One of the arguments against flash has been the durability of flash versus disk drives. Disk drives can be over written almost indefinitely (10¹⁵ overwrites) while flash cells wear out (10³ overwrites) and eventually lose their ability to retain electrons. However, with proper management, flash drives can be more durable than Disk drives.
The FMD exploits the differences in the failure mode of flash versus magnetic disk. Disks records data on physical blocks that are formatted on the disk. If the blocks get damaged through interdictions such as head crashes, the whole disk must be replaced. With flash, data is recorded on virtual pages, which can be relocated to another physical page if the original page is no longer usable. The FMD provides 25% extra capacity for spares, so the FMD does not need to be replaced until all the spare pages are used up.
Every FMD is designed to monitor flash storage for issues so that they can be resolved quickly, preventing long-term outages and data loss. Since flash technology can only sustain a specified number of write/formats a key design consideration is to reduce the number of unnecessary writes.
Compression helps by reducing the number of blocks that need to be written.
The FMD has a block write avoidance feature which can recognize any data stream of all “0 s” or all “1 s” in real time and remap that data with a pointer. This not only eliminates writes but also effectively increases the over provisioning space for spares.
ECC (Error Correction Code) has been extended to preserve the integrity of data writes and correct up to 59 bits per 2KB of compressed data which exceeds the MLC (Multi Level Cell) spec of 40 bits per 1.1KB of data. This ensures that even if a bit error is discovered it can be easily corrected. This correction enhances the ability to monitor the degradation of pages and avoids any premature page rewrites. (There are actually two levels of ECC. The first level of ECC is done per transaction and provides end-to-end error checking through a custom eight byte DIF (Data Integrity Field) appended to write I/O recorded on the FMD DC2. This ensures that what was sent to the FMD is what was received.)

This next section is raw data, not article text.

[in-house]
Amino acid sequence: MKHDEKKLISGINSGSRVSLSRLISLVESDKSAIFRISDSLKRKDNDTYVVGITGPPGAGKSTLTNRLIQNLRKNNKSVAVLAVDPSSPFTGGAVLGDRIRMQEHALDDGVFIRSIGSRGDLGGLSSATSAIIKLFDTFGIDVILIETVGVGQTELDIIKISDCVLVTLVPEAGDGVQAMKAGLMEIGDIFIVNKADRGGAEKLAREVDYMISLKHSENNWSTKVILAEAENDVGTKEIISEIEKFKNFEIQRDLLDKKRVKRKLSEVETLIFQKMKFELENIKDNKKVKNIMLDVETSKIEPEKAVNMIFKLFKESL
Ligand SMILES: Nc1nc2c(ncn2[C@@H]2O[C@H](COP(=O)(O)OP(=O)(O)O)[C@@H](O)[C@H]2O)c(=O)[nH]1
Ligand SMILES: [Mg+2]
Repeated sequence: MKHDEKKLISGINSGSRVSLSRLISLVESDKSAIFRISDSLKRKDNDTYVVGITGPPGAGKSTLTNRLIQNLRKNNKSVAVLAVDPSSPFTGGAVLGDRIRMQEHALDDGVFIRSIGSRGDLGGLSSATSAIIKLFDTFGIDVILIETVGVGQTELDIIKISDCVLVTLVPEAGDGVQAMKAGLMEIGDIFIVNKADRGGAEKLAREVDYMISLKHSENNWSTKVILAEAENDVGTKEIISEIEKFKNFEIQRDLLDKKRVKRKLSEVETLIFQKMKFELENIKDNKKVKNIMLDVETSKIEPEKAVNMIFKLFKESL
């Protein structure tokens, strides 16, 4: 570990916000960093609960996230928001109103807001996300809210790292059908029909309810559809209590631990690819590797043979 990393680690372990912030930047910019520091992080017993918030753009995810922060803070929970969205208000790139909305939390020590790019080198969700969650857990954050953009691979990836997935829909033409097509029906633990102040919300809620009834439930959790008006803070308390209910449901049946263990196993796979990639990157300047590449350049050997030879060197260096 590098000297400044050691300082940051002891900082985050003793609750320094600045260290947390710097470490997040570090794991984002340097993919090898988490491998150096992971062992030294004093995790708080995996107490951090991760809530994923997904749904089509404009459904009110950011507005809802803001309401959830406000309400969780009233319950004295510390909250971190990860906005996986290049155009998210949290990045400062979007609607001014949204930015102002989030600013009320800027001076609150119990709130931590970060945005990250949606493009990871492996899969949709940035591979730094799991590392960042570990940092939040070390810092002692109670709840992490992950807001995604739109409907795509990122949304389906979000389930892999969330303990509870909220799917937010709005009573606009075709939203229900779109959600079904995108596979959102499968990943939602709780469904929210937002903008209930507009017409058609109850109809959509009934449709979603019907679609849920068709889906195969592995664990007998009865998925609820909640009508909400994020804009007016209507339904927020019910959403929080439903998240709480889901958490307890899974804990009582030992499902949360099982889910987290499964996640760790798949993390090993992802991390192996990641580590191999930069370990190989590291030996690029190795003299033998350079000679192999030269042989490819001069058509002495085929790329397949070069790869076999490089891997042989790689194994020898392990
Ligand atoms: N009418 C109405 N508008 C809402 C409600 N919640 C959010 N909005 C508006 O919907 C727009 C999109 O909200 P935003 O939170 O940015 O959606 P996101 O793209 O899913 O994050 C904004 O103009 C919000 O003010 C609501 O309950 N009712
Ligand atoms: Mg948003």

The FMD manages wear leveling at both the page and block level so that leveling occurs across a much broader capacity – reducing failures and overhead.
Virtualizing the flash capacity enables the ability to control exactly where data is stored for better wear leveling and to mask normal cell failures. Virtualization of flash capacity also allows us to prevent write inefficiencies by coalescing and allocating a page / block depending on need.
If an FMD reaches 95% of its specified write endurance, a service information message (SIM) is issued to prompt the replacement of the FMD. A service processor (SVP) or a report from Hitachi Storage Navigator can confirm the write capacity of the FMD. FMDs are covered by a 5-year warranty but as long as a customer pays for system maintenance they are covered.